For More Information: National Cancer Institute

15. Molecular Diagnostics17 – Diagnosing and understanding an individual’s cancer is becoming an ever more precise and important science. New techniques and tools are arising to allow physicians to learn about a patient’s cancer in less invasive ways. Molecular diagnostics examine markers from proteins to DNA that define the characteristics of an individual’s cancer. These tools can point clinicians to the best possible therapy, and identify potential new therapeutic targets for researchers.

For More Information: Drug Discovery World


1Stanford Medicine Center. The Stem Cell Theory of Cancer. Available at http://med.stanford.edu/ludwigcenter/overview/theory.html. Accessed October 2015.

2 National Institute of Health, National Cancer Institute. Metastatic Cancer. Available at http://www.cancer.gov/about-cancer/what-is-cancer/metastatic-fact-sheet#q6. Accessed October 2015.

3 National Human Genome Research Institute. Mutations. Available at: http://www.genome.gov/Glossary/index.cfm?id=134. Accessed October 2015.

4 Cancer Research UK. How cancer starts. Available at:  http://www.cancerresearchuk.org/about-cancer/what-is-cancer/how-cancer-starts#mutations. Accessed October 2015.

5American Cancer Society. What is cancer immunotherapy? Available at http://www.cancer.org/treatment/treatmentsandsideeffects/treatmenttypes/immunotherapy/immunotherapy-what-is-immunotherapy. Accessed October 2015.

6National Institute of Health, National Cancer Institute. Impact of Cancer Genomics on Precision Medicine for the Treatment of Cancer. Available at http://cancergenome.nih.gov/cancergenomics/impact. Accessed October 2015.

7Cancer.net. What is Personalized Cancer Medicine? Available at http://www.cancer.net/navigating-cancer-care/how-cancer-treated/personalized-and-targeted-therapies/what-personalized-cancer-medicine. Accessed October 2015.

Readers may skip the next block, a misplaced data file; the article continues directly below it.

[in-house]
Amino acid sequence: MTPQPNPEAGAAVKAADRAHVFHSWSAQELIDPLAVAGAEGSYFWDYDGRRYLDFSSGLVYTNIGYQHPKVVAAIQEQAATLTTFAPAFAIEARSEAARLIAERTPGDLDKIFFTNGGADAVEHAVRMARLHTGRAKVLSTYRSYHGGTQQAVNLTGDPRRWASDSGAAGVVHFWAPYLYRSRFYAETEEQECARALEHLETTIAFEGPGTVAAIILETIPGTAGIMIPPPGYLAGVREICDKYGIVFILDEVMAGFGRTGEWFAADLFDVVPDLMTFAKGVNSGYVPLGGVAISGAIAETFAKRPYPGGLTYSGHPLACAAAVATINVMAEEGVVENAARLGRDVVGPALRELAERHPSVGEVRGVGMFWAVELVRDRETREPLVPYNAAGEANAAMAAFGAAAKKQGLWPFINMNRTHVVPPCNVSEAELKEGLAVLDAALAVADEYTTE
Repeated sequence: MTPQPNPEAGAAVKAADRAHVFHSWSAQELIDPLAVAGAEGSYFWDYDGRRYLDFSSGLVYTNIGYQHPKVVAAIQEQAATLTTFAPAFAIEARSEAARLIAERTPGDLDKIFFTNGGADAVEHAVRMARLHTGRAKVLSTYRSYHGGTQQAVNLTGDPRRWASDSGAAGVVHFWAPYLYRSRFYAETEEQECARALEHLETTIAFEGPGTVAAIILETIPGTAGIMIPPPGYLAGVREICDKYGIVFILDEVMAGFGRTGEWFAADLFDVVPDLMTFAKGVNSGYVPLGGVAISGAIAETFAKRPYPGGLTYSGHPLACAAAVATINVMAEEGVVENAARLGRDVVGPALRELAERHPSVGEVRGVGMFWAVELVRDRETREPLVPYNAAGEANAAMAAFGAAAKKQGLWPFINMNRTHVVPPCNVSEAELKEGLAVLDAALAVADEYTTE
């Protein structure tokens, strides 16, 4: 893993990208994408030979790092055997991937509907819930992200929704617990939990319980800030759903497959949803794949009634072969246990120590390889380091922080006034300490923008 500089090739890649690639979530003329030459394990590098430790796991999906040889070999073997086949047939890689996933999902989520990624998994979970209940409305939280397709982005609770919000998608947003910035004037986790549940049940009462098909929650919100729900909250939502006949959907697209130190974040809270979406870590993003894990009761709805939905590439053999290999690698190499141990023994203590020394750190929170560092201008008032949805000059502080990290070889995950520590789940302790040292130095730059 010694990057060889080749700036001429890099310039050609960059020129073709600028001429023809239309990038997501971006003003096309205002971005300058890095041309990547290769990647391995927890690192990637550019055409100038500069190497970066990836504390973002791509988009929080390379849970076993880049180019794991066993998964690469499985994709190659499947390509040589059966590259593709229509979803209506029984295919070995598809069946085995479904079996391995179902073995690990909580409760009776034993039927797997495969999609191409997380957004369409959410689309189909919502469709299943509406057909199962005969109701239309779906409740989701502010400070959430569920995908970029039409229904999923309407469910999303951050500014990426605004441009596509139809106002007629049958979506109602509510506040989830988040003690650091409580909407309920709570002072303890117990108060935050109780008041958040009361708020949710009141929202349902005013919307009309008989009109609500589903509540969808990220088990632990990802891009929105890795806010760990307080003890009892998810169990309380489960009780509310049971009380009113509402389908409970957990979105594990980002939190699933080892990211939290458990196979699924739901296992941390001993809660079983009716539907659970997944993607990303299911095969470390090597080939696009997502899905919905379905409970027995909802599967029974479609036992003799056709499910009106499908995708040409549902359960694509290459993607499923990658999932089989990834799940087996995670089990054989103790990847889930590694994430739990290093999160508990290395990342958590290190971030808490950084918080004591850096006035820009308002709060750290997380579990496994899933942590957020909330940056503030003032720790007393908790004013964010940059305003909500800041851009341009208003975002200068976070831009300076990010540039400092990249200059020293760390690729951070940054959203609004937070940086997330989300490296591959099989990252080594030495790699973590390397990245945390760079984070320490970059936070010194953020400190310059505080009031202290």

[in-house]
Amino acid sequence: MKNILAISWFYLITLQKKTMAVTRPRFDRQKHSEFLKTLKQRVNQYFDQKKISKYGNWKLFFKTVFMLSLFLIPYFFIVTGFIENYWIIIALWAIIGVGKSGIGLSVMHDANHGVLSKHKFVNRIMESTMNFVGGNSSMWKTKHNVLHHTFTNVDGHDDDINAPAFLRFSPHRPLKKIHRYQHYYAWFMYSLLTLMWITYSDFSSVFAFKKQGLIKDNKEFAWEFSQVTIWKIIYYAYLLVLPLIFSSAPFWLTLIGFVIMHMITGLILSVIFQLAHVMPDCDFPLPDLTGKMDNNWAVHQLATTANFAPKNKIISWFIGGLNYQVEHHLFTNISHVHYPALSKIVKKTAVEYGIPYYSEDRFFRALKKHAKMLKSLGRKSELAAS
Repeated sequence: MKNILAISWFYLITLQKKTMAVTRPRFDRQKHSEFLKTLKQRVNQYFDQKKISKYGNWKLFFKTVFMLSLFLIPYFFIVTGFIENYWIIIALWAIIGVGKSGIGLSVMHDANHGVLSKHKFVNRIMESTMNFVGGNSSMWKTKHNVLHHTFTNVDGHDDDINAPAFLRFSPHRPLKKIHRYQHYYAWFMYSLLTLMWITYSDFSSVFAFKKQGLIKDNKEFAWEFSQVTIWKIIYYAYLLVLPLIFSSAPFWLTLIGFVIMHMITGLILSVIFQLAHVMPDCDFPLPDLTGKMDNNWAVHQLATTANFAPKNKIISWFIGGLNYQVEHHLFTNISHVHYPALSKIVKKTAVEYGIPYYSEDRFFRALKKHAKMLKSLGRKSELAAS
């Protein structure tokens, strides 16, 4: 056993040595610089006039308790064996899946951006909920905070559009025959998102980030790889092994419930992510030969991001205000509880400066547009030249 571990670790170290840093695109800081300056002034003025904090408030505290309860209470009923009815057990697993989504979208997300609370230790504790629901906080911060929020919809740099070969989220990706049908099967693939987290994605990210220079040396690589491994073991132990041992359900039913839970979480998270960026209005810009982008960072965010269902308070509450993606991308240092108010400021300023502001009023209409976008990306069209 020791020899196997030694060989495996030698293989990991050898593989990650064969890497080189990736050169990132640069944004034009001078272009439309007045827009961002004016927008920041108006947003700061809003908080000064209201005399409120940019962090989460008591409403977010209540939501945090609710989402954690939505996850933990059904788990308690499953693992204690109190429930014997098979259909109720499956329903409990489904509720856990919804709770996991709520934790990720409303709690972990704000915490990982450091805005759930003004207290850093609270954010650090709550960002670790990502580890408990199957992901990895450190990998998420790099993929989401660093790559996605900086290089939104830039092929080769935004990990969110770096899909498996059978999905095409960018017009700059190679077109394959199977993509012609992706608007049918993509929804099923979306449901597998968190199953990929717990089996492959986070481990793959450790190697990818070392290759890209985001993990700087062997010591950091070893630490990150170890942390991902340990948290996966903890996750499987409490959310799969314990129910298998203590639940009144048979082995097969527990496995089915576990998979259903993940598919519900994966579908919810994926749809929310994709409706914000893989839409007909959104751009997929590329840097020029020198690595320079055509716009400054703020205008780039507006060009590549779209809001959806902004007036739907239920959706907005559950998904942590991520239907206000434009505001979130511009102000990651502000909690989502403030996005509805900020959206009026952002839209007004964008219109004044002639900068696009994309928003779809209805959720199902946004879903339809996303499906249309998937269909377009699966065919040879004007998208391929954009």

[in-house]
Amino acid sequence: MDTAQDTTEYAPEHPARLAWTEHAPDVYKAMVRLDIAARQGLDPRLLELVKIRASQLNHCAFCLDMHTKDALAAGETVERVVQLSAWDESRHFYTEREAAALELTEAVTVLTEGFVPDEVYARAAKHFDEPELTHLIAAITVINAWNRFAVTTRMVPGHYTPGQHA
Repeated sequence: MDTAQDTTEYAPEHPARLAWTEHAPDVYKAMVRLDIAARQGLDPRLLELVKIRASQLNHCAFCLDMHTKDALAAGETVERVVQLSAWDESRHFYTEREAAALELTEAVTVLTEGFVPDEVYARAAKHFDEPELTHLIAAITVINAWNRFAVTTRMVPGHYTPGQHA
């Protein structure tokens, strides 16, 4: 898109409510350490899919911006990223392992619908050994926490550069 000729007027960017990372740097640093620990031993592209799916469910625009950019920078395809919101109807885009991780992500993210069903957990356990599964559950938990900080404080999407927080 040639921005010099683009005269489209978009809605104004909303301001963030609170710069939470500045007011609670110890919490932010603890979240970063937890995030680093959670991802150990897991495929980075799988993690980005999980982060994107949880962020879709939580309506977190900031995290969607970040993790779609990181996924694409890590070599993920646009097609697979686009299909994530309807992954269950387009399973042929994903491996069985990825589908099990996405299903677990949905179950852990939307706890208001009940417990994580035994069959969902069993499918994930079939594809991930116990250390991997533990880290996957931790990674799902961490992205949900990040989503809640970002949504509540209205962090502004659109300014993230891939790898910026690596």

8 Cancer.net. Reading a Pathology Report. Available at: http://www.cancer.net/navigating-cancer-care/diagnosing-cancer/reports-and-results/reading-pathology-report. Accessed October 2015.

9Keystone Symposia. Epigenetics and Cancer. Available at http://www.keystonesymposia.org/15a4. Accessed October 2015.

10Gottesman MM. Mechanisms of Cancer Drug Resistance. Annual Review of Medicine. 2002:53:615-627

11National Institute of Health, National Cancer Institute. Adjuvant and Neoadjuvant Therapy for Breast Cancer. Available at http://www.cancer.gov/types/breast/adjuvant-fact-sheet. Accessed October 2015.

12National Institute of Health, National Cancer Institute. In Vitro. Available at: http://www.cancer.gov/publications/dictionaries/cancer-terms?CdrID=45733. Accessed October 2015.

13National Institute of Health, National Cancer Institute. Cancer Vaccines. Available at http://www.cancer.gov/about-cancer/causes-prevention/vaccines-fact-sheet. Accessed October 2015.

14 National Institute of Health, National Cancer Institute. Pharmacokinetics. Available at: http://www.cancer.gov/publications/dictionaries/cancer-terms?CdrID=44324. Accessed October 2015.

15National Institute of Health, National Cancer Institute. Alliance for Nanotechnology in Cancer. Available at http://nano.cancer.gov/learn/. Accessed October 2015.

16National Institute of Health, National Cancer Institute. What is Cancer Genomics? Available at http://cancergenome.nih.gov/cancergenomics/whatisgenomics/whatis. Accessed October 2015.

17Drug Discovery World. The future of molecular diagnostics for cancer. Available at http://www.ddw-online.com/personalised-medicine/p142739-the-future-of-molecular-diagnostics-for-cancer-spring-11.html. Accessed October 2015